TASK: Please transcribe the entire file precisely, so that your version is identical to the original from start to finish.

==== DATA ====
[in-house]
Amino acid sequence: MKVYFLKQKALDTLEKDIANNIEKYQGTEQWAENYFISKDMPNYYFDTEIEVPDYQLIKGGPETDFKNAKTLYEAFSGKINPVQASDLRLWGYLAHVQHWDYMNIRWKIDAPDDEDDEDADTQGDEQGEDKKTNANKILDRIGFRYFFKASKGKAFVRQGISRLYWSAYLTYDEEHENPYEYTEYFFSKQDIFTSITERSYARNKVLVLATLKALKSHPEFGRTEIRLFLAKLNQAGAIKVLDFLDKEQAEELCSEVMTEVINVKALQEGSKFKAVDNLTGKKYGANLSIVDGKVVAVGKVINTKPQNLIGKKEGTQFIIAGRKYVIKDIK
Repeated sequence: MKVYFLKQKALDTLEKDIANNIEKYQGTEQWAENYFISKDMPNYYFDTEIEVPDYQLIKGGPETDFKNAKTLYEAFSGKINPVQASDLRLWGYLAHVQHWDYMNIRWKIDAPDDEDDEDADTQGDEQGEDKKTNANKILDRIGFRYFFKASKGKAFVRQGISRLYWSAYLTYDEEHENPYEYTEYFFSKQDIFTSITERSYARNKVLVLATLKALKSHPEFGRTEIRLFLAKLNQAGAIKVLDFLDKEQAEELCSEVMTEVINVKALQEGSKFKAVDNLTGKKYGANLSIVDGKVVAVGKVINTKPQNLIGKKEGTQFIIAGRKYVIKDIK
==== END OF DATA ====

[in-house]
Amino acid sequence: MKVYFLKQKALDTLEKDIANNIEKYQGTEQWAENYFISKDMPNYYFDTEIEVPDYQLIKGGPETDFKNAKTLYEAFSGKINPVQASDLRLWGYLAHVQHWDYMNIRWKIDAPDDEDDEDADTQGDEQGEDKKTNANKILDRIGFRYFFKASKGKAFVRQGISRLYWSAYLTYDEEHENPYEYTEYFFSKQDIFTSITERSYARNKVLVLATLKALKSHPEFGRTEIRLFLAKLNQAGAIKVLDFLDKEQAEELCSEVMTEVINVKALQEGSKFKAVDNLTGKKYGANLSIVDGKVVAVGKVINTKPQNLIGKKEGTQFIIAGRKYVIKDIK
Repeated sequence: MKVYFLKQKALDTLEKDIANNIEKYQGTEQWAENYFISKDMPNYYFDTEIEVPDYQLIKGGPETDFKNAKTLYEAFSGKINPVQASDLRLWGYLAHVQHWDYMNIRWKIDAPDDEDDEDADTQGDEQGEDKKTNANKILDRIGFRYFFKASKGKAFVRQGISRLYWSAYLTYDEEHENPYEYTEYFFSKQDIFTSITERSYARNKVLVLATLKALKSHPEFGRTEIRLFLAKLNQAGAIKVLDFLDKEQAEELCSEVMTEVINVKALQEGSKFKAVDNLTGKKYGANLSIVDGKVVAVGKVINTKPQNLIGKKEGTQFIIAGRKYVIKDIK